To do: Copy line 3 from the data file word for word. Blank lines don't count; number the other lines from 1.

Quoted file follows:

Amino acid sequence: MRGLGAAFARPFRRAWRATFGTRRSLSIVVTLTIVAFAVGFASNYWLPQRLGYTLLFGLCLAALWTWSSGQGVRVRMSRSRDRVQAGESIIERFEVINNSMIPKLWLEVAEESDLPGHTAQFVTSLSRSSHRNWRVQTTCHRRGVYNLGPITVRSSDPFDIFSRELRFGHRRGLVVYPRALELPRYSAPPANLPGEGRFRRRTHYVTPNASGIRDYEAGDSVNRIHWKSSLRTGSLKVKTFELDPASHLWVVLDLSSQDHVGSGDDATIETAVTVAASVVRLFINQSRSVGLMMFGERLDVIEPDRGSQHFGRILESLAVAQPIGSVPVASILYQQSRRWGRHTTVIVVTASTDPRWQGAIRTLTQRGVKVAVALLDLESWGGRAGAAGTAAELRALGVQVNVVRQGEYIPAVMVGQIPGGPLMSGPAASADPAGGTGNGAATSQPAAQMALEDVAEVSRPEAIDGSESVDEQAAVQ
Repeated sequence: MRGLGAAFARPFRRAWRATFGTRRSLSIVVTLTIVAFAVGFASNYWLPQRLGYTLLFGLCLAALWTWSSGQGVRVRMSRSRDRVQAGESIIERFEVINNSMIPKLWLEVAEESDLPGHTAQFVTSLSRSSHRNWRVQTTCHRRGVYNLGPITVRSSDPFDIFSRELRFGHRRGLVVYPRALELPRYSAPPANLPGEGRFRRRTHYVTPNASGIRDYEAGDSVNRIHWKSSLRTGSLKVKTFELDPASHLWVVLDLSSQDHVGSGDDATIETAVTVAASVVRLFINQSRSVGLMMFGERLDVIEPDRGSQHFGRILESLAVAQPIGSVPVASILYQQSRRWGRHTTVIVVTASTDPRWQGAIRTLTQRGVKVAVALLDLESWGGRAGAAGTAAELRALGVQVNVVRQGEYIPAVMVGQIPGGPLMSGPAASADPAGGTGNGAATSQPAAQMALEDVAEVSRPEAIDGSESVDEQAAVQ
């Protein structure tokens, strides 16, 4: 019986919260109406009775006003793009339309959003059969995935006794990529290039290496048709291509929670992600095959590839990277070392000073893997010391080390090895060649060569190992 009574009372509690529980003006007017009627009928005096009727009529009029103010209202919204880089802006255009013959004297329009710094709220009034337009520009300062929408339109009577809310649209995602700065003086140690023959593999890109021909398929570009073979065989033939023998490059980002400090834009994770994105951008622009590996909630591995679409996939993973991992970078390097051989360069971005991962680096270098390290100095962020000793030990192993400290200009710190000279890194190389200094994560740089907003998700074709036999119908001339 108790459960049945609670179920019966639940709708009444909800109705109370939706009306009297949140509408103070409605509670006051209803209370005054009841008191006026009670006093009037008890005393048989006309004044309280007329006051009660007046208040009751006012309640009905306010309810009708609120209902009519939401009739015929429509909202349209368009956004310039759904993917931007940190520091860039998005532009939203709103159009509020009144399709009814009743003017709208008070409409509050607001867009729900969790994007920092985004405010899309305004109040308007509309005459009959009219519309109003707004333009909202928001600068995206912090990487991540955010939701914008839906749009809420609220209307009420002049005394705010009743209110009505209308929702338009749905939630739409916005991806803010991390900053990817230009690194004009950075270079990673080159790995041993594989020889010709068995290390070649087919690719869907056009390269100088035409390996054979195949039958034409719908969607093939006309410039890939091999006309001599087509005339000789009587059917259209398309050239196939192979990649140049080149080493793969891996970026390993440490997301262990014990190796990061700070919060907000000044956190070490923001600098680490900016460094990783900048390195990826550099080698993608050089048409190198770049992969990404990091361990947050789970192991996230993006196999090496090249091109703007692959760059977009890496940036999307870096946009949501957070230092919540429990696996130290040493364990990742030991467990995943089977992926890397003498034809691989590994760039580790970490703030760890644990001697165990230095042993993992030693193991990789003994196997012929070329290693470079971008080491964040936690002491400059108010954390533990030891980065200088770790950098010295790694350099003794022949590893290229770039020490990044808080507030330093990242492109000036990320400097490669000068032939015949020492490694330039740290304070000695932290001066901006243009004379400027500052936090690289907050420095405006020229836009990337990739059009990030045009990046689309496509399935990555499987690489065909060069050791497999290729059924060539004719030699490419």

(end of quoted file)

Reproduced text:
């Protein structure tokens, strides 16, 4: 019986919260109406009775006003793009339309959003059969995935006794990529290039290496048709291509929670992600095959590839990277070392000073893997010391080390090895060649060569190992 009574009372509690529980003006007017009627009928005096009727009529009029103010209202919204880089802006255009013959004297329009710094709220009034337009520009300062929408339109009577809310649209995602700065003086140690023959593999890109021909398929570009073979065989033939023998490059980002400090834009994770994105951008622009590996909630591995679409996939993973991992970078390097051989360069971005991962680096270098390290100095962020000793030990192993400290200009710190000279890194190389200094994560740089907003998700074709036999119908001339 108790459960049945609670179920019966639940709708009444909800109705109370939706009306009297949140509408103070409605509670006051209803209370005054009841008191006026009670006093009037008890005393048989006309004044309280007329006051009660007046208040009751006012309640009905306010309810009708609120209902009519939401009739015929429509909202349209368009956004310039759904993917931007940190520091860039998005532009939203709103159009509020009144399709009814009743003017709208008070409409509050607001867009729900969790994007920092985004405010899309305004109040308007509309005459009959009219519309109003707004333009909202928001600068995206912090990487991540955010939701914008839906749009809420609220209307009420002049005394705010009743209110009505209308929702338009749905939630739409916005991806803010991390900053990817230009690194004009950075270079990673080159790995041993594989020889010709068995290390070649087919690719869907056009390269100088035409390996054979195949039958034409719908969607093939006309410039890939091999006309001599087509005339000789009587059917259209398309050239196939192979990649140049080149080493793969891996970026390993440490997301262990014990190796990061700070919060907000000044956190070490923001600098680490900016460094990783900048390195990826550099080698993608050089048409190198770049992969990404990091361990947050789970192991996230993006196999090496090249091109703007692959760059977009890496940036999307870096946009949501957070230092919540429990696996130290040493364990990742030991467990995943089977992926890397003498034809691989590994760039580790970490703030760890644990001697165990230095042993993992030693193991990789003994196997012929070329290693470079971008080491964040936690002491400059108010954390533990030891980065200088770790950098010295790694350099003794022949590893290229770039020490990044808080507030330093990242492109000036990320400097490669000068032939015949020492490694330039740290304070000695932290001066901006243009004379400027500052936090690289907050420095405006020229836009990337990739059009990030045009990046689309496509399935990555499987690489065909060069050791497999290729059924060539004719030699490419």